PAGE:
Co-creative cooperation in culture and heritage



The concept of "co-creation"(in Danish “samskabelse”) has the last years marked the political agenda of the municipalities both in Denmark and other European and Nordic countries. In Denmark, the new agenda is carried out by a number of organizations and politicians under names, such as 'Kommune 3.0' (Skanderborg Municipality),'Kommune Forfra' (Aarhus Municipality) and 'Future Welfare Alliances' (Local Government Denmark).


In the late 00s, the interest in co-creative cooperation emerged in the light of the financial crisis 2007-2009, both politically and scientifically. Co-creation is now seen by many as a viable alternative to public and market-based services. The agenda tends to shift from New Public Management to New Public Governance (Bovaird & Löffler 2012). But the development is ambiguous with two conflicting understandings of "co-creation", respectively as a means for efficiency or for empowerment.

The first understanding has been further developed within the framework of New Public Manage-ment with emphasis on economic gains. Co-creation is seen as an answer to resource shortages in public welfare production and typically citizens are seen as relatively 'passive' co-producers of services.

The second understanding has been developed with reference to New Public Governance, and it aims at giving citizens and civil society greater influence on public welfare. The goal is empowerment, and it is emphasized that not only individual citizens, but also civil society organizations and local communities can participate in co-creation.


The idea of "co-creation" that has more ideational sources and represents different political agendas is also an ambiguous phenomenon in practice.

A recent Danish study (Tortzen, 2016) showed that in many cases there is a gap between narrative and practice in terms of co-creation. Specific cases were investigated in three different municipali-ties, with particular focus on how the public management, respectively, supported or counteracted equal cooperation. The conclusion was that all three examples represented top-down initiatives that were presented as 'co-creation'.

The same picture is drawn from a major study, which CISC (Center for Research in Sports, Health and Civil Society, University of Southern Denmark) has carried out. It shows that even though the municipalities want to strengthen democracy in public services, they cooperate with volunteers on specific tasks in the implementation, rather than involving them in identifying challenges and developing new possible solutions (Ibsen & Espersen, 2016).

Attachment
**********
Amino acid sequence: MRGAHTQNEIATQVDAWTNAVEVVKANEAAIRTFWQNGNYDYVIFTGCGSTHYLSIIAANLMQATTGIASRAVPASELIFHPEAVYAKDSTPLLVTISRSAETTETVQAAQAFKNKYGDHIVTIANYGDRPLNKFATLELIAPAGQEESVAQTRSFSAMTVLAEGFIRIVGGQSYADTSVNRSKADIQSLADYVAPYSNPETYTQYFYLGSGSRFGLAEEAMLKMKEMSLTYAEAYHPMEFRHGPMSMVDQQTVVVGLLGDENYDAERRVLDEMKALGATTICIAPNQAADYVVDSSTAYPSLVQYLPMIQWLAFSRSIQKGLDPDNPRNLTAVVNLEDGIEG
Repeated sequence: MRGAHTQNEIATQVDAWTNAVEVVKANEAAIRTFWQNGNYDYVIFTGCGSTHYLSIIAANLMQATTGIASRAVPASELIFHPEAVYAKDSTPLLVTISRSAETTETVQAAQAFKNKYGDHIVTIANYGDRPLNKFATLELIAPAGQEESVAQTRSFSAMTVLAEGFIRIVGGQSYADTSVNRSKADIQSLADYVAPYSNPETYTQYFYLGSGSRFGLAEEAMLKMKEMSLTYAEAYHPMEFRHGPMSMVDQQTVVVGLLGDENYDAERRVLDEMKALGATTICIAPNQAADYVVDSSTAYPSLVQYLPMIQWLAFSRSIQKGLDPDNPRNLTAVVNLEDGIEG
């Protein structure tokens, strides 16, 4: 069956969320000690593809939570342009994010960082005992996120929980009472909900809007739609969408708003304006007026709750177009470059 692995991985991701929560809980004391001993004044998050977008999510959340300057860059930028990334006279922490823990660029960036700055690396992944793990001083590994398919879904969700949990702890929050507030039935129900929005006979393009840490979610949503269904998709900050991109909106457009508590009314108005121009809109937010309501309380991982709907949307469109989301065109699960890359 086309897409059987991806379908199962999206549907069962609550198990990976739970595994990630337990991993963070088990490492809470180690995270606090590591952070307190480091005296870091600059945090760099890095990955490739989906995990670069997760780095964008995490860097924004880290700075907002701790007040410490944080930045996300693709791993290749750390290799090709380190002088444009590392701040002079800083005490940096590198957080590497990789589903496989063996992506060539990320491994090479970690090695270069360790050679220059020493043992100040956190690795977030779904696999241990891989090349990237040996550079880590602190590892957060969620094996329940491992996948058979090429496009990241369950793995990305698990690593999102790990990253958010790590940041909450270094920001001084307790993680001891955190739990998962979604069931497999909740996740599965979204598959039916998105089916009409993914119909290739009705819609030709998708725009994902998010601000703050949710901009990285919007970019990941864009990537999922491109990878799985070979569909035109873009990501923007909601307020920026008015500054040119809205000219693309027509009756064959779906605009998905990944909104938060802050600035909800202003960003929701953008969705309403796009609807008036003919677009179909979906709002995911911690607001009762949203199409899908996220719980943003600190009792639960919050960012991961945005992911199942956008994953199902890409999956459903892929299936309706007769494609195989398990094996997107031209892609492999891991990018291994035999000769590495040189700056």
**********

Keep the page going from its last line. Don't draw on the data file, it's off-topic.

The conclusion of these two key surveys is that the municipalities are constantly failing to act as facilitators in the co-creative cooperation, by laying down the framework and objectives of the cooperation in advance, and by assuming a dominant role in the cooperation, so there is no room for the resources and ideas the citizens and civil society can bring. Such 'top-down' partnerships, where the municipality takes the role of defining rather than facilitating, do not allow space for all parties' resources and knowledge to come into play.


The culture and leisure associations represent more than a quarter of all associations in the Nordic countries, while for example the welfare associations, active in the social, humanitarian and health areas, account for less than one fifth. The culture associations also have the highest growth in number of new associations and new members compared to other types of associations. Not least outside the larger cities, cultural associations are crucial to ensuring a wide range of culture and leisure facilities for the citizens.

But still, we see a need for the culture associations to be more proactive and agenda setting in the co-creative cooperation in the sector of arts, culture and heritage. Our approach is:

  1. That a viable agenda for co-creation must focus on the synergistic benefit and the 'transfor-mative potential', where cooperation is developed on equal terms and with reference to new public governance and the goal of empowerment.
  2. That an innovative cooperation, in which associations and, in this context, cultural associa-tions not only are equal partners, but also in part of the cooperation have the role as initia-tors and governing actors to release the transformative potentials.


Bovaird, T., & Löffler, E. (2012). From Engagement to Co-production: The Contribution of Users and Communities to Outcomes and Public Value. Voluntas, 23(4), 1119–1138.

Ibsen, B., & Espersen, H. H. (2016). Kommunernes samarbejde med civile aktører. Center for forskning i Idræt, Sundhed og Civilsamfund, Syddansk Universitet.

Tortzen, A. (2016). Samskabelse i kommunale rammer - hvordan kan ledelse understøtte sam-skabelse? Roskilde Universitet.

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